Unexpected photo finds

Every now and then while reviewing photos I will find something that I did not see in the field. This doesn't happen often, which is why I was surprised when I saw things in my photos that I missed in the field on consecutive days this week.

I spent a few hours on 9/14 at Lighthouse Point in New Haven to enjoy some hawk migration. I always keep my camera on my shoulder or at my side in case something interesting flies by or if a hawk makes a close pass. On this day there were many Merlins zipping around, one of which made a pass fairly low over our heads. I reached straight for the camera and fired off a few shots. It was easy to see, after the fact, that the Merlin was carrying a snack in the form of a small bird. Blown up, it looks to me like it's probably a hummingbird. I sent the photos to a few friends for their thoughts. One or two folks suggested that it might be something larger than a hummingbird, though I am not sure. Barn Swallow was suggested by someone who was thinking it may be something larger. Thoughts?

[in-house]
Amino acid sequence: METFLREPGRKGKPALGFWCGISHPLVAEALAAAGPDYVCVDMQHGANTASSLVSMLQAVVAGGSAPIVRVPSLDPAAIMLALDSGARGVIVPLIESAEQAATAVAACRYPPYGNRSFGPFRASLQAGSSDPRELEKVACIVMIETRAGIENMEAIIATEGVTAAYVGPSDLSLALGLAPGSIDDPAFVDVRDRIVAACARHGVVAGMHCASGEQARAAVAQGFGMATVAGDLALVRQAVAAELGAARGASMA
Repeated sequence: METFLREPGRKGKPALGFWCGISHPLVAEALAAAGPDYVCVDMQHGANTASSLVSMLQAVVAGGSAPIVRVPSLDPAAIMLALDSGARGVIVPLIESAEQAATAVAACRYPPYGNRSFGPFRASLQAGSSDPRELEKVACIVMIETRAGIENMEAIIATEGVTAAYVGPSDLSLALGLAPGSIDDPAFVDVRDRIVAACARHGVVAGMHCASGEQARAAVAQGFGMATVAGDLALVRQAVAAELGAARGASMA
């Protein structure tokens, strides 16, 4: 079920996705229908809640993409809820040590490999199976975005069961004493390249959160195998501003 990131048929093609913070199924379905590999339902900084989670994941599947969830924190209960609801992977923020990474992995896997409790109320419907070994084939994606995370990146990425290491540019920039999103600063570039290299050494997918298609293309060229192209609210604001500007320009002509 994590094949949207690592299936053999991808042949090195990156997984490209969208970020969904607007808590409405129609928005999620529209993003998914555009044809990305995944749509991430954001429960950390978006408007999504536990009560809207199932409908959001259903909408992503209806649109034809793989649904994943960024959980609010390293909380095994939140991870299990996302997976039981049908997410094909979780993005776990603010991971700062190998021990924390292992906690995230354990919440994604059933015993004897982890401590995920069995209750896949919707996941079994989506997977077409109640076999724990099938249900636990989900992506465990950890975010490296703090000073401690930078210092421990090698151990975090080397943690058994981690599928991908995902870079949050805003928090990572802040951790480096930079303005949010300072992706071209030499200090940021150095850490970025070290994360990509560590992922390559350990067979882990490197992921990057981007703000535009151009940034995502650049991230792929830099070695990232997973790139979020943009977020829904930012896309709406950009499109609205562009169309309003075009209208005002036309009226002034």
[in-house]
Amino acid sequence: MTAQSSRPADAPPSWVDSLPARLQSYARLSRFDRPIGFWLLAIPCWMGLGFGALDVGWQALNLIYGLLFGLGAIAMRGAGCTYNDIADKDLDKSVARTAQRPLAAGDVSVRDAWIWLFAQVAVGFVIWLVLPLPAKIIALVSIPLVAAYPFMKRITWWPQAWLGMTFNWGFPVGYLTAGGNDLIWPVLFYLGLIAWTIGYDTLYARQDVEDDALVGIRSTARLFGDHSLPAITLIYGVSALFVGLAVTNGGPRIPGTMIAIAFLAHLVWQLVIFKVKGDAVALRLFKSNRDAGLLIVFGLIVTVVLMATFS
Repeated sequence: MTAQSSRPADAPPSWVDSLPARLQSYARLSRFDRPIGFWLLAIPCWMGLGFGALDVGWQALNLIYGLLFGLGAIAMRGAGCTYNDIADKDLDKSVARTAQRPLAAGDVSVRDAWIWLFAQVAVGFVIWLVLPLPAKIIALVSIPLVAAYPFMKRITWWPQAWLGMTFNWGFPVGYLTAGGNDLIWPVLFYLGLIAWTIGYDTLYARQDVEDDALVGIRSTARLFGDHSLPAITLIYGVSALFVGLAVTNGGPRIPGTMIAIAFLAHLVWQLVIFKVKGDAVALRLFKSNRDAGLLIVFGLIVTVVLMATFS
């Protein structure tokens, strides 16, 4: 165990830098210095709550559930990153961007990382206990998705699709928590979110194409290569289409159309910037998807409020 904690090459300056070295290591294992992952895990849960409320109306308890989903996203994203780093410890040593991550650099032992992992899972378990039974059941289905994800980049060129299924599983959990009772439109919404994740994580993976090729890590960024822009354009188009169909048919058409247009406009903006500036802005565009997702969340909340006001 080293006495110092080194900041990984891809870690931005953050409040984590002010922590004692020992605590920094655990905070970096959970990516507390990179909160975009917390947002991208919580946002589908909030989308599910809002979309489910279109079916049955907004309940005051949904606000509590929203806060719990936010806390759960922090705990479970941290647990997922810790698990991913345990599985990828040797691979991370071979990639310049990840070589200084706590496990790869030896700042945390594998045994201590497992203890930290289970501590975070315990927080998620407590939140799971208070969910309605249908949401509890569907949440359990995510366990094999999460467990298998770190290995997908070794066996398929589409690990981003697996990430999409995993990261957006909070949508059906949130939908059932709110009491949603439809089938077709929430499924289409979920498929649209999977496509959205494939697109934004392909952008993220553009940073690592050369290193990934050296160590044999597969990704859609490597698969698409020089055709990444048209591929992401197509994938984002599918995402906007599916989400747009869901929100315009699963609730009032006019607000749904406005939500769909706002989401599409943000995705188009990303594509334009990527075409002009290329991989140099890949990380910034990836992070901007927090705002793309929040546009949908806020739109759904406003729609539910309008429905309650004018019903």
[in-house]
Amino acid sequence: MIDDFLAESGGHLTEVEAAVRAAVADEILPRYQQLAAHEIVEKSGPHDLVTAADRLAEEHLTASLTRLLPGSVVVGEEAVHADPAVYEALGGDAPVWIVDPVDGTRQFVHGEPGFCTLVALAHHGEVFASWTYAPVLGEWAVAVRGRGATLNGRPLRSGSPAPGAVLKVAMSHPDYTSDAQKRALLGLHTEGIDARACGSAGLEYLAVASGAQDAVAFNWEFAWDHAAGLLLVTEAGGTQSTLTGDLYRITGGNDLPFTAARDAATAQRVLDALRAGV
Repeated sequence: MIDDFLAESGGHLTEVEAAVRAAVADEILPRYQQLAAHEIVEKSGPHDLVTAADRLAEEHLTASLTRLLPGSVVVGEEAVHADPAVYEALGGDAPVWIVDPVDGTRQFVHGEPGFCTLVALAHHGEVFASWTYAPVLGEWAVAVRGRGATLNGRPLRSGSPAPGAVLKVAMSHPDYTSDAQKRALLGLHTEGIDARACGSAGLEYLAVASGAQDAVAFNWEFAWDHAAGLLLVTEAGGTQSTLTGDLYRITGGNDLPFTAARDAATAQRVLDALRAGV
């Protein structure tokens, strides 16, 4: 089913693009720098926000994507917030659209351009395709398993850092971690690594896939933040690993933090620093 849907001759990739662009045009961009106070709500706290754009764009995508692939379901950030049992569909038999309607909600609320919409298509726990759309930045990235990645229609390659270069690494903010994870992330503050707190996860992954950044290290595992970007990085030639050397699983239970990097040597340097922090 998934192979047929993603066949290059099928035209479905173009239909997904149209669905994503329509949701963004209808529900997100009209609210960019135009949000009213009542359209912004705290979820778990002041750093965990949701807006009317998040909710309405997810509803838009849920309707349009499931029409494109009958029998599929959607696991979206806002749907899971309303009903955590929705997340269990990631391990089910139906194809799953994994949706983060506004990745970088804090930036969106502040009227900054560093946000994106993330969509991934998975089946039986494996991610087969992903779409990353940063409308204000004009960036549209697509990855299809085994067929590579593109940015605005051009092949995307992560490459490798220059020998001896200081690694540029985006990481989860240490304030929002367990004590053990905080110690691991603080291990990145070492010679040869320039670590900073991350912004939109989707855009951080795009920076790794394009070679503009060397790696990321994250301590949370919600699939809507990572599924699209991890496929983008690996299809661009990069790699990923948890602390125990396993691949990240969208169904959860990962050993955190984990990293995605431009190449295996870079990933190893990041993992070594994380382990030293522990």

The following morning found me at Bluff Point in Groton, CT with a few friends observing a rather lackluster morning flight (~175 total warblers only). This is a difficult place to watch morning flight because you are planted right in front of the "hot corner" where the birds fly out. They are almost immediately over your head before flying away. (Note: there are other places to stand at this location, which I actually prefer to the place we were standing on this day. I'll save that for another post). You can't watch a bird coming in, think it looks interesting, and have enough time to effectively photograph the bird. Instead, you almost have to decide on binoculars or camera immediately. I knew that I fired off a few shots on some birds in flight without "chimping" them (AKA viewing the image on your LCD to identify the bird) because I was distracted by another bird. So when I got home to review images, I knew there was the possibility of a surprise or two. I was pleased to find two photos of a CONNECTICUT WARBLER, though annoyed that I didn't appreciate the bird in the field.

Connecticut Warbler in flight from below. Note the faint hood, long body, short tail, and long paddle-shaped wings

 - NB


Popular posts from this blog

Warblers in Flight: A Photographic Collection

Last winter's gull review

Guest Post by Tim Spahr: Finding Connecticut Warblers in Fall Migration